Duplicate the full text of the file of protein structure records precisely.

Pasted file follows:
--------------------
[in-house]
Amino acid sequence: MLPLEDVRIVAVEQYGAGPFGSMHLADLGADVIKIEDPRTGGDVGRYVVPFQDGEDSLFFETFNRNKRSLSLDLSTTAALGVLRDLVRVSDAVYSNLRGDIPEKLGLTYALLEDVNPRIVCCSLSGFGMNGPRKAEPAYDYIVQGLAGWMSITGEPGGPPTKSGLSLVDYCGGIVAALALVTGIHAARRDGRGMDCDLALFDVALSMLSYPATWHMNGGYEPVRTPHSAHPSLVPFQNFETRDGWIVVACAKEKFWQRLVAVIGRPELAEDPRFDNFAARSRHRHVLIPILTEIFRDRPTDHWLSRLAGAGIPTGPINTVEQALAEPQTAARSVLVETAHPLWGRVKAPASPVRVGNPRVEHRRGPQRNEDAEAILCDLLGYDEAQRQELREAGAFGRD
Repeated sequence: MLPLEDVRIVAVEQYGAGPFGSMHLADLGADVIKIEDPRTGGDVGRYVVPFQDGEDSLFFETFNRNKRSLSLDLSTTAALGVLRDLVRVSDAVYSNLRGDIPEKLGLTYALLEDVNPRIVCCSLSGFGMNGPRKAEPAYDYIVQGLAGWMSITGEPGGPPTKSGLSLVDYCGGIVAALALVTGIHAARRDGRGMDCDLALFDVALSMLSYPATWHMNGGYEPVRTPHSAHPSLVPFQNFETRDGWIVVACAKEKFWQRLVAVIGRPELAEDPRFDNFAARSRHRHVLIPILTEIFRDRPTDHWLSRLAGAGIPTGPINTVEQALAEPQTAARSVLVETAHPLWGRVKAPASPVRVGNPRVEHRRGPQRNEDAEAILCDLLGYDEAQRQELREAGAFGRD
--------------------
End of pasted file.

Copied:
[in-house]
Amino acid sequence: MLPLEDVRIVAVEQYGAGPFGSMHLADLGADVIKIEDPRTGGDVGRYVVPFQDGEDSLFFETFNRNKRSLSLDLSTTAALGVLRDLVRVSDAVYSNLRGDIPEKLGLTYALLEDVNPRIVCCSLSGFGMNGPRKAEPAYDYIVQGLAGWMSITGEPGGPPTKSGLSLVDYCGGIVAALALVTGIHAARRDGRGMDCDLALFDVALSMLSYPATWHMNGGYEPVRTPHSAHPSLVPFQNFETRDGWIVVACAKEKFWQRLVAVIGRPELAEDPRFDNFAARSRHRHVLIPILTEIFRDRPTDHWLSRLAGAGIPTGPINTVEQALAEPQTAARSVLVETAHPLWGRVKAPASPVRVGNPRVEHRRGPQRNEDAEAILCDLLGYDEAQRQELREAGAFGRD
Repeated sequence: MLPLEDVRIVAVEQYGAGPFGSMHLADLGADVIKIEDPRTGGDVGRYVVPFQDGEDSLFFETFNRNKRSLSLDLSTTAALGVLRDLVRVSDAVYSNLRGDIPEKLGLTYALLEDVNPRIVCCSLSGFGMNGPRKAEPAYDYIVQGLAGWMSITGEPGGPPTKSGLSLVDYCGGIVAALALVTGIHAARRDGRGMDCDLALFDVALSMLSYPATWHMNGGYEPVRTPHSAHPSLVPFQNFETRDGWIVVACAKEKFWQRLVAVIGRPELAEDPRFDNFAARSRHRHVLIPILTEIFRDRPTDHWLSRLAGAGIPTGPINTVEQALAEPQTAARSVLVETAHPLWGRVKAPASPVRVGNPRVEHRRGPQRNEDAEAILCDLLGYDEAQRQELREAGAFGRD